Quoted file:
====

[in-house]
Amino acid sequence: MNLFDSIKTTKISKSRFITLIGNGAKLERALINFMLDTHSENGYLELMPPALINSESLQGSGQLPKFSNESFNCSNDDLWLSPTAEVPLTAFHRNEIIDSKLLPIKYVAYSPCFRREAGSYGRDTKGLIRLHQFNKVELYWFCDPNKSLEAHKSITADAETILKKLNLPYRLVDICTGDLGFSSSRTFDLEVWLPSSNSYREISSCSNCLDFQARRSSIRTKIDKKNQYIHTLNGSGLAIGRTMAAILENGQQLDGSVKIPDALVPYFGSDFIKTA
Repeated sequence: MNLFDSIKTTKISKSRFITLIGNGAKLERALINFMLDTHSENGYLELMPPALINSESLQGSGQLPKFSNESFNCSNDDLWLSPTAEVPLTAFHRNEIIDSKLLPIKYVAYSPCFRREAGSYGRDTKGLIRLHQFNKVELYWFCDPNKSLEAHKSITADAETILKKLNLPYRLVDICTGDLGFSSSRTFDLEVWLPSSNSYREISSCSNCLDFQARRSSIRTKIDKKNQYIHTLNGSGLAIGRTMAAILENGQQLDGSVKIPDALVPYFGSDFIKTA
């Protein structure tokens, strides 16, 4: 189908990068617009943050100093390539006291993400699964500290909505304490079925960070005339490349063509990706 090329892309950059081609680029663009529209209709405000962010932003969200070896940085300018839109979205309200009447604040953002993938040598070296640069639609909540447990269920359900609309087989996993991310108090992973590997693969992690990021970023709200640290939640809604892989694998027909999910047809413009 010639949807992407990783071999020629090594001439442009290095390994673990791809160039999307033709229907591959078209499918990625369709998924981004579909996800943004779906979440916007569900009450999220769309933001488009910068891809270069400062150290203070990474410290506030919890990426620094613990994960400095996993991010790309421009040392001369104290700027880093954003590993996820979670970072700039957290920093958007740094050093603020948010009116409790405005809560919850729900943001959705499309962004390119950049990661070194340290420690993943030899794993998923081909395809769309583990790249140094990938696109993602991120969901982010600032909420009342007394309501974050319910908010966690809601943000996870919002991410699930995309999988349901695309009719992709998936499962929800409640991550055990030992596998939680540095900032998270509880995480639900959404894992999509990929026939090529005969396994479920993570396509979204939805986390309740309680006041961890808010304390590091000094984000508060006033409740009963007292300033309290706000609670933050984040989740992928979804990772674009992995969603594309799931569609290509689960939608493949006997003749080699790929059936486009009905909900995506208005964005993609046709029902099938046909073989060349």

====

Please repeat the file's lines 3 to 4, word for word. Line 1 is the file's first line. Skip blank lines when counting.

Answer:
Repeated sequence: MNLFDSIKTTKISKSRFITLIGNGAKLERALINFMLDTHSENGYLELMPPALINSESLQGSGQLPKFSNESFNCSNDDLWLSPTAEVPLTAFHRNEIIDSKLLPIKYVAYSPCFRREAGSYGRDTKGLIRLHQFNKVELYWFCDPNKSLEAHKSITADAETILKKLNLPYRLVDICTGDLGFSSSRTFDLEVWLPSSNSYREISSCSNCLDFQARRSSIRTKIDKKNQYIHTLNGSGLAIGRTMAAILENGQQLDGSVKIPDALVPYFGSDFIKTA
């Protein structure tokens, strides 16, 4: 189908990068617009943050100093390539006291993400699964500290909505304490079925960070005339490349063509990706 090329892309950059081609680029663009529209209709405000962010932003969200070896940085300018839109979205309200009447604040953002993938040598070296640069639609909540447990269920359900609309087989996993991310108090992973590997693969992690990021970023709200640290939640809604892989694998027909999910047809413009 010639949807992407990783071999020629090594001439442009290095390994673990791809160039999307033709229907591959078209499918990625369709998924981004579909996800943004779906979440916007569900009450999220769309933001488009910068891809270069400062150290203070990474410290506030919890990426620094613990994960400095996993991010790309421009040392001369104290700027880093954003590993996820979670970072700039957290920093958007740094050093603020948010009116409790405005809560919850729900943001959705499309962004390119950049990661070194340290420690993943030899794993998923081909395809769309583990790249140094990938696109993602991120969901982010600032909420009342007394309501974050319910908010966690809601943000996870919002991410699930995309999988349901695309009719992709998936499962929800409640991550055990030992596998939680540095900032998270509880995480639900959404894992999509990929026939090529005969396994479920993570396509979204939805986390309740309680006041961890808010304390590091000094984000508060006033409740009963007292300033309290706000609670933050984040989740992928979804990772674009992995969603594309799931569609290509689960939608493949006997003749080699790929059936486009009905909900995506208005964005993609046709029902099938046909073989060349």